UN chief warns Lebanon Cabinet paralysis may dampen support

BEIRUT (AP) — The U.N. chief warned Tuesday that the international community is unlikely to come forth with much-needed support for Lebanon amid its persistent government paralysis and as the country struggles through a “very dramatic” crisis.

Antonio Guterres’ remarks came at the end of his three-day visit during which he repeatedly urged Lebanon’s political leadership to work together to resolve the economic and financial crisis. He also met with members of civil society groups and the U.N. peacekeeping force in southern Lebanon.

The crisis has pushed more than three quarters of Lebanon’s population of 6 million into poverty; the national currency is in perpetual collapse while the Lebanese blame the political leadership for years of corruption and mismanagement.

Guterres said several initiatives were in the works to help Lebanon deal with the crisis, including holding an international conference, but that the government’s paralysis bodes ill for international support.

“The international community will probably … not be responding as we need to respond if they see the country paralyzed and if they do not see a number of clear reforms in relation to the economic, social and the political life of the country, guaranteeing that the Lebanese institutions are putting the country on the right track,” Guterres told reporters.

Lebanon’s Cabinet has not met since mid-October amid a disagreement over the course of a domestic probe into the massive August 2020 explosion in Beirut’s port that killed over 200 and injured thousands. Powerful political groups accuse the judge leading the investigation of bias and demand he be removed.

Prime Minister Najib Mikati insists the probe is in the hands of the judiciary and refuses to interfere. Mikati himself came to office after a deadlock that lasted over a year as politicians haggled over the distribution of power within the Cabinet.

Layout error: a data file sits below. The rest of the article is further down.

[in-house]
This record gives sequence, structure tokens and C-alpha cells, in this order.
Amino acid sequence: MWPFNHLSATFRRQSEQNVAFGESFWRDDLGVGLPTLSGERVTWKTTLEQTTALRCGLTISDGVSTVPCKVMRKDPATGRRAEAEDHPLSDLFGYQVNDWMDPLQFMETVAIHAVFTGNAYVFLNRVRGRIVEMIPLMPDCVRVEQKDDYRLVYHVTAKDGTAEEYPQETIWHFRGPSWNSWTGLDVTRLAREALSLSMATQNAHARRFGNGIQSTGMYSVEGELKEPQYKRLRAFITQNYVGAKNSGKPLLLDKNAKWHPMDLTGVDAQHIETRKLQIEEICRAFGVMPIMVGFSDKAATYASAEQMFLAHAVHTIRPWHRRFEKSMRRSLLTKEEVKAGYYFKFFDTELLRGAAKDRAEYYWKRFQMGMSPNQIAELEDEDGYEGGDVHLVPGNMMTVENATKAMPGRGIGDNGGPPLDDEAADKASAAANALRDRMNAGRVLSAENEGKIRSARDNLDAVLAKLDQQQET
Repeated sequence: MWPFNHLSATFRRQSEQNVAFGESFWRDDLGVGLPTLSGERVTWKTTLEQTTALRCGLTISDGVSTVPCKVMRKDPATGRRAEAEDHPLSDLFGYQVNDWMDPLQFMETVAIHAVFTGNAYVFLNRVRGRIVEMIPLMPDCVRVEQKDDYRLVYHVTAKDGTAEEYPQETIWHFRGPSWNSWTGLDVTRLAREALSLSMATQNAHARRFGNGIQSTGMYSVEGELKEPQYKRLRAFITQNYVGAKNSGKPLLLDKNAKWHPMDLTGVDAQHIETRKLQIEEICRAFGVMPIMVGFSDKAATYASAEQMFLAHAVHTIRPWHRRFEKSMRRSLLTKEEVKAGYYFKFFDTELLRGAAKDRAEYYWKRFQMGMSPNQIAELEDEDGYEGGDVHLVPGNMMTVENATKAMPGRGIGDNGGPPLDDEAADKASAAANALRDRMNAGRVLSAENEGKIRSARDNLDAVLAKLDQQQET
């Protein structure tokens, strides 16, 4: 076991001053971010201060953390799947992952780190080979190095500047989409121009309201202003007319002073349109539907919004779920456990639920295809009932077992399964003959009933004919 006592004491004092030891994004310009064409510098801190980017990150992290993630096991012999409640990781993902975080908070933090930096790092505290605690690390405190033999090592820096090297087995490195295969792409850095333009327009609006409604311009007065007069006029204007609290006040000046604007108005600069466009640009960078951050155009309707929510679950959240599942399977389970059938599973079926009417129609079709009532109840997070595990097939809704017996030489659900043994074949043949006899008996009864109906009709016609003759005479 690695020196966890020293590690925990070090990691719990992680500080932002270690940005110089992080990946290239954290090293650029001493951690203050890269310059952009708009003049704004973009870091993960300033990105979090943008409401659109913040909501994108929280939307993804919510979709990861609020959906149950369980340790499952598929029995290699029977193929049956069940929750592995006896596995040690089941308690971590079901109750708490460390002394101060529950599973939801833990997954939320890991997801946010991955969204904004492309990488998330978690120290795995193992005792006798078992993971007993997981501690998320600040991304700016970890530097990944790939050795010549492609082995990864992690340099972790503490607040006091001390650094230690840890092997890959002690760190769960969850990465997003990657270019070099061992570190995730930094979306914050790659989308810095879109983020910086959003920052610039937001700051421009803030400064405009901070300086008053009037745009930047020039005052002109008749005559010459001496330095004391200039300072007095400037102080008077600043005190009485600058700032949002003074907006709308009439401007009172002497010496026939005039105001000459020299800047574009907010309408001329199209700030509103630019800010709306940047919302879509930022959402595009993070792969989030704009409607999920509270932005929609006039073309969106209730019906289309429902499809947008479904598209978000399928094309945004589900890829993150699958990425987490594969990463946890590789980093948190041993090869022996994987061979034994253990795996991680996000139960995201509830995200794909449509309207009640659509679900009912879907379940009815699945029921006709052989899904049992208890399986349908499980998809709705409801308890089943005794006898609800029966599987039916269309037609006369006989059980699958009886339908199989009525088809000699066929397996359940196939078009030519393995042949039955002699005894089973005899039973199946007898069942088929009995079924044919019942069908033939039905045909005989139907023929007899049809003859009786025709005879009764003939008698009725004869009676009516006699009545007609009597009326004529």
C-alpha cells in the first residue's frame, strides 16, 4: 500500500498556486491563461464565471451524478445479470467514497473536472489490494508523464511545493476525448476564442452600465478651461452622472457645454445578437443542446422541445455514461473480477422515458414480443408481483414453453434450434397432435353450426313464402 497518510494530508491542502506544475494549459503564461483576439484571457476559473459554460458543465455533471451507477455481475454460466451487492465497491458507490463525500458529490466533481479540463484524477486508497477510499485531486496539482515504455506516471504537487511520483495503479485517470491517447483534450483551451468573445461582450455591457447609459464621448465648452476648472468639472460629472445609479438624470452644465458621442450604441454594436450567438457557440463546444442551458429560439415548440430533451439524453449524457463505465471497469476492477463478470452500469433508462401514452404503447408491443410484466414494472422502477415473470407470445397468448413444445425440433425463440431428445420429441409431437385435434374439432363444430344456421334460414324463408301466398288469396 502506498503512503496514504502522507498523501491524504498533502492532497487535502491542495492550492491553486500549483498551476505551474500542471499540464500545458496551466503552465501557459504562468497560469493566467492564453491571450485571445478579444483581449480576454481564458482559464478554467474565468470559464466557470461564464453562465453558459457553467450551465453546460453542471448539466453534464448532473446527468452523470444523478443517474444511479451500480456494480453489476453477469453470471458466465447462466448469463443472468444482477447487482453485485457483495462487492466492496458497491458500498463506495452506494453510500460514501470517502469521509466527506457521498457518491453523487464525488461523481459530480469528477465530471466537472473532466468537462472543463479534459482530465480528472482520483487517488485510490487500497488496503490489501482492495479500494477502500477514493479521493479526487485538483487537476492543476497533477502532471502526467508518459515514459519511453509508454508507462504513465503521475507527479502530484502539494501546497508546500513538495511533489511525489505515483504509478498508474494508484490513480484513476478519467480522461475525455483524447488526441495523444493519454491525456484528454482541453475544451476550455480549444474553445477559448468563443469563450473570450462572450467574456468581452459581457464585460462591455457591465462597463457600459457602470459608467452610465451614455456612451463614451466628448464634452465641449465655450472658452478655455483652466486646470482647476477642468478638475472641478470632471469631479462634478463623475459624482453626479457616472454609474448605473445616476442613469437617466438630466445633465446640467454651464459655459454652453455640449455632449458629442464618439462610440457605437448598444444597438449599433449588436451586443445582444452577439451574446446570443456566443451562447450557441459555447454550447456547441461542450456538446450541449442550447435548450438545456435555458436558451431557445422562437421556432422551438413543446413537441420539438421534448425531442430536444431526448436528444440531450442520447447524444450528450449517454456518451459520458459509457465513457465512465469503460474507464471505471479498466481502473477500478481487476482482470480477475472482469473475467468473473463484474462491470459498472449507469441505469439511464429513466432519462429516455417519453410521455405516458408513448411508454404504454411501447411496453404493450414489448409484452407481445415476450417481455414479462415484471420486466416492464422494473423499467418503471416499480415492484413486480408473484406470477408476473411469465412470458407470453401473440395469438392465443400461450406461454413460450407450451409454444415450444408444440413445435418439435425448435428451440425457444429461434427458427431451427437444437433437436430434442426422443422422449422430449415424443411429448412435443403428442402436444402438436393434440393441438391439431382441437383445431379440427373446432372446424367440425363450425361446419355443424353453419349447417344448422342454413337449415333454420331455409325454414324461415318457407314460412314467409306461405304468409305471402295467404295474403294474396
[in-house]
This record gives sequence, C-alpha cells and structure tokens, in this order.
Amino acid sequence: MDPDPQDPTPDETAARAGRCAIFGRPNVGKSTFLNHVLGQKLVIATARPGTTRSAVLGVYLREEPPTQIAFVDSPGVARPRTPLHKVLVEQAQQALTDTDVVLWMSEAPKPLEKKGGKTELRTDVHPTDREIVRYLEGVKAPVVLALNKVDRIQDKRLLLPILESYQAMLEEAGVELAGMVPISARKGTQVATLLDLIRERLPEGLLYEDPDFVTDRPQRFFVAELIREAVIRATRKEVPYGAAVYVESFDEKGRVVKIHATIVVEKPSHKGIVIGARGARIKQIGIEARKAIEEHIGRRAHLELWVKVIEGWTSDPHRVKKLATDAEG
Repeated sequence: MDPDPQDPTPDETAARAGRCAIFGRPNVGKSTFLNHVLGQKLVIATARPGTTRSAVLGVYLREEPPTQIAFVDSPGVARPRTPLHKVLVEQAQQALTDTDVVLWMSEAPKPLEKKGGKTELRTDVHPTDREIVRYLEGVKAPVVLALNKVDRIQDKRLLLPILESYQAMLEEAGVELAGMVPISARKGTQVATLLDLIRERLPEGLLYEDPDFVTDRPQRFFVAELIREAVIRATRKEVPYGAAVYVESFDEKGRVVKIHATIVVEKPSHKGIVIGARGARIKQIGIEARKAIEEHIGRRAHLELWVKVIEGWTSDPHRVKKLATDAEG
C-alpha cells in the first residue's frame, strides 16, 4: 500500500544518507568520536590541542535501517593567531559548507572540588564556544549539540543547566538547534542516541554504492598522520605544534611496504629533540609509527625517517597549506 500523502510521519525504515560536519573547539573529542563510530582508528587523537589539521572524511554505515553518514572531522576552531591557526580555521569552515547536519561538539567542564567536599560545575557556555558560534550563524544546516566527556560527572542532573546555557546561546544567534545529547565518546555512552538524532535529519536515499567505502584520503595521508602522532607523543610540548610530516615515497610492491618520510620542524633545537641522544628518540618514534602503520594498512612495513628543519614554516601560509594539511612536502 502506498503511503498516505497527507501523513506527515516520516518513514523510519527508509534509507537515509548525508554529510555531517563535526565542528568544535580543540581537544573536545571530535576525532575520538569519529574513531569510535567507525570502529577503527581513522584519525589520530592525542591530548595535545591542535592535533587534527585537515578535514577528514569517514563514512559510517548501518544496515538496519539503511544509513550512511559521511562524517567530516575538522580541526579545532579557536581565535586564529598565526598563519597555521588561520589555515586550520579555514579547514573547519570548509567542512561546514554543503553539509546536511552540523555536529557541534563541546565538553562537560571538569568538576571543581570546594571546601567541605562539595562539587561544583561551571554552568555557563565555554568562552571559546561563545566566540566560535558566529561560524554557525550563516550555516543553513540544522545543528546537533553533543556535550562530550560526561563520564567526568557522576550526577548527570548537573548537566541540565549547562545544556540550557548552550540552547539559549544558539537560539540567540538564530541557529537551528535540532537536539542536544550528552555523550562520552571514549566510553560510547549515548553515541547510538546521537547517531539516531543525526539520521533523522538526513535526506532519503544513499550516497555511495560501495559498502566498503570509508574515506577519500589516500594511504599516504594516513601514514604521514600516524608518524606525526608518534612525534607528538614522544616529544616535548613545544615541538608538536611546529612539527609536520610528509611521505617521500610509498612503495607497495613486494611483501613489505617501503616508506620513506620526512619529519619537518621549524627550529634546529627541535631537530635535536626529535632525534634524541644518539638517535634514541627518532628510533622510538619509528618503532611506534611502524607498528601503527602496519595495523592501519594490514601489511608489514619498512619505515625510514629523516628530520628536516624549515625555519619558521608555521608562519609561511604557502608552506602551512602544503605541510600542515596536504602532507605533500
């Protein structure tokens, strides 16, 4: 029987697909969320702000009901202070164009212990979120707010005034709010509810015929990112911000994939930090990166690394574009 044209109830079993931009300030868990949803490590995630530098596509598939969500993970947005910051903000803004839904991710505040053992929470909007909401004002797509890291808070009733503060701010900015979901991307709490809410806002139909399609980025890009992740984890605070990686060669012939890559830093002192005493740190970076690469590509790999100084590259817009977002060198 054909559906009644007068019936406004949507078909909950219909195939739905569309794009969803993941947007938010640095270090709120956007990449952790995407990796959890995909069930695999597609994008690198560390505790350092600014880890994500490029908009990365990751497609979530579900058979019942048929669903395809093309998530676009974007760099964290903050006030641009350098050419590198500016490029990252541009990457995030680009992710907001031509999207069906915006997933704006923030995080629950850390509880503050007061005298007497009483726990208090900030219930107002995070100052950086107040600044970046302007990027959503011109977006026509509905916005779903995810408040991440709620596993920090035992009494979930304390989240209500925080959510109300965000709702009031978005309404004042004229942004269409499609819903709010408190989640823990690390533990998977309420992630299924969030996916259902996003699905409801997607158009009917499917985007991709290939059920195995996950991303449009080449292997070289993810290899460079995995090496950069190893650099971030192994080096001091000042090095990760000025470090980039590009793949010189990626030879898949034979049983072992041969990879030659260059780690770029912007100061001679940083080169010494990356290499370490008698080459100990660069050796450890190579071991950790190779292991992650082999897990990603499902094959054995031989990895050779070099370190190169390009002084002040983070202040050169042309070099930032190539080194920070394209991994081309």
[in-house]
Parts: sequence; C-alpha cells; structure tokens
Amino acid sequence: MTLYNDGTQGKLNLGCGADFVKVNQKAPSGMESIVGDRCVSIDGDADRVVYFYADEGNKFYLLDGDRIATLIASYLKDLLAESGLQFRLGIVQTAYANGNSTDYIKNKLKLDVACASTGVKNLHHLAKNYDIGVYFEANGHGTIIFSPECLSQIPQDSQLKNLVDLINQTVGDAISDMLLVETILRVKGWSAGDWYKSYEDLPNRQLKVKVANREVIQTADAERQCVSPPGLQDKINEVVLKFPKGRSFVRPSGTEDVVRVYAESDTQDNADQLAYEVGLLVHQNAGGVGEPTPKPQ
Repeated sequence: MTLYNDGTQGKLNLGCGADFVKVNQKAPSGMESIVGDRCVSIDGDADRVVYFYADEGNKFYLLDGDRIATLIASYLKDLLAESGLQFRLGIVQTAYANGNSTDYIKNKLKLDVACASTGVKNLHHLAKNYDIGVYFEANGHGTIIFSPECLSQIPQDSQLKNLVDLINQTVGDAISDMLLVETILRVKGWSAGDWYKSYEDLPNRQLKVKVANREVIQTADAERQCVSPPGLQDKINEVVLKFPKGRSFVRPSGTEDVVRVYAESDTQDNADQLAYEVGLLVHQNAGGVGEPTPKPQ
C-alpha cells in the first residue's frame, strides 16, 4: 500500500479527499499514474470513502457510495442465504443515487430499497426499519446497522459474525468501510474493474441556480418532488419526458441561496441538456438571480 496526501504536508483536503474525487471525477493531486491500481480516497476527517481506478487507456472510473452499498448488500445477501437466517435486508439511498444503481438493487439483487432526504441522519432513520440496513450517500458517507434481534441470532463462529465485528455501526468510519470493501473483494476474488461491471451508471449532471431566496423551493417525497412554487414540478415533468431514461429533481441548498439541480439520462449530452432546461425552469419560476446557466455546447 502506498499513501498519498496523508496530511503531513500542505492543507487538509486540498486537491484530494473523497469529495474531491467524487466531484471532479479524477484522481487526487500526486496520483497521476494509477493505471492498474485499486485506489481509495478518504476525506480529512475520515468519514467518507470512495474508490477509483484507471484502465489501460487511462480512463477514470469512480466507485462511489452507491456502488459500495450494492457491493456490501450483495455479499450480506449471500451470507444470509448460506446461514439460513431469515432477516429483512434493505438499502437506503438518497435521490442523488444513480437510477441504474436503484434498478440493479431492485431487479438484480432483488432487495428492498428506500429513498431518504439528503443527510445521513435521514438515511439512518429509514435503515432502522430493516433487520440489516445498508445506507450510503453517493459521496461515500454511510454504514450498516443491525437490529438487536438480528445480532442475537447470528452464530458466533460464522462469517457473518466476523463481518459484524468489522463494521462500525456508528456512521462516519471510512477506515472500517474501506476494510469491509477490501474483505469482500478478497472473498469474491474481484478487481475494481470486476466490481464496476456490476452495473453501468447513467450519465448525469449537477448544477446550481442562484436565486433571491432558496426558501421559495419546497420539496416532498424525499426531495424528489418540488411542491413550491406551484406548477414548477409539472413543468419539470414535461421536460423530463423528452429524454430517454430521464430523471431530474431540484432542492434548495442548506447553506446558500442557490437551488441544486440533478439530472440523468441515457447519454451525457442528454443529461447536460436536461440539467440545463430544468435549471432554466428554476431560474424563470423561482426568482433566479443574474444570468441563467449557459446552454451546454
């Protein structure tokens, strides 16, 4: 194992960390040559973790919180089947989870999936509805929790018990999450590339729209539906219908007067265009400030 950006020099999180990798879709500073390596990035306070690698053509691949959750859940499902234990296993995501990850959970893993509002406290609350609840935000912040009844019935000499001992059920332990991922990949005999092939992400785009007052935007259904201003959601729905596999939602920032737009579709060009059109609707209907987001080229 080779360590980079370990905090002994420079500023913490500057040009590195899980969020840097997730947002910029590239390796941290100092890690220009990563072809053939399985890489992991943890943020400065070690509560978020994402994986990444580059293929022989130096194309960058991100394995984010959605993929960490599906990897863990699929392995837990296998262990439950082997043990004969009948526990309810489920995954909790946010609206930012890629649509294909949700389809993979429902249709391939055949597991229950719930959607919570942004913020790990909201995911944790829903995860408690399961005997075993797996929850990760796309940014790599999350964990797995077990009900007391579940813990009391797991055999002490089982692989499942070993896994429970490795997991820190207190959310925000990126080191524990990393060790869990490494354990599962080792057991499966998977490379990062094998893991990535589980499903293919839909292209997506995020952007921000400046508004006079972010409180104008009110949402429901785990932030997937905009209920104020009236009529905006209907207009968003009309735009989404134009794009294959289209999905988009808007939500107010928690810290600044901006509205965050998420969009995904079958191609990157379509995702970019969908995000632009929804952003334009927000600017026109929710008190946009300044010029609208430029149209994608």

Lebanon’s political system is based on a delicately balanced sectarian power-sharing agreement that often holds decision-making hostage to backroom deals. The current paralysis has also impacted negotiations with the International Monetary Fund for a much needed recovery plan.

The international community has declined to offer help until Lebanon’s government implements major reforms. Humanitarian aid has been dispersed to deal with worsening living conditions while the government struggles with empty coffers, dwindling foreign reserves and revenues, and an increasingly desperate population.

Guterres called for an independent and impartial investigation into the port explosion, saying the people “deserve answers.” Three U.N. staffers lost family members in the blast, including two children.

Asked if he would call for an international probe, Guterres said that if an impartial and fully independent Lebanese investigation can not be guaranteed, then “I believe it would be important for the international community to act.”

Lebanon’s government has previously dismissed an international probe, calling it a waste of resources and time.

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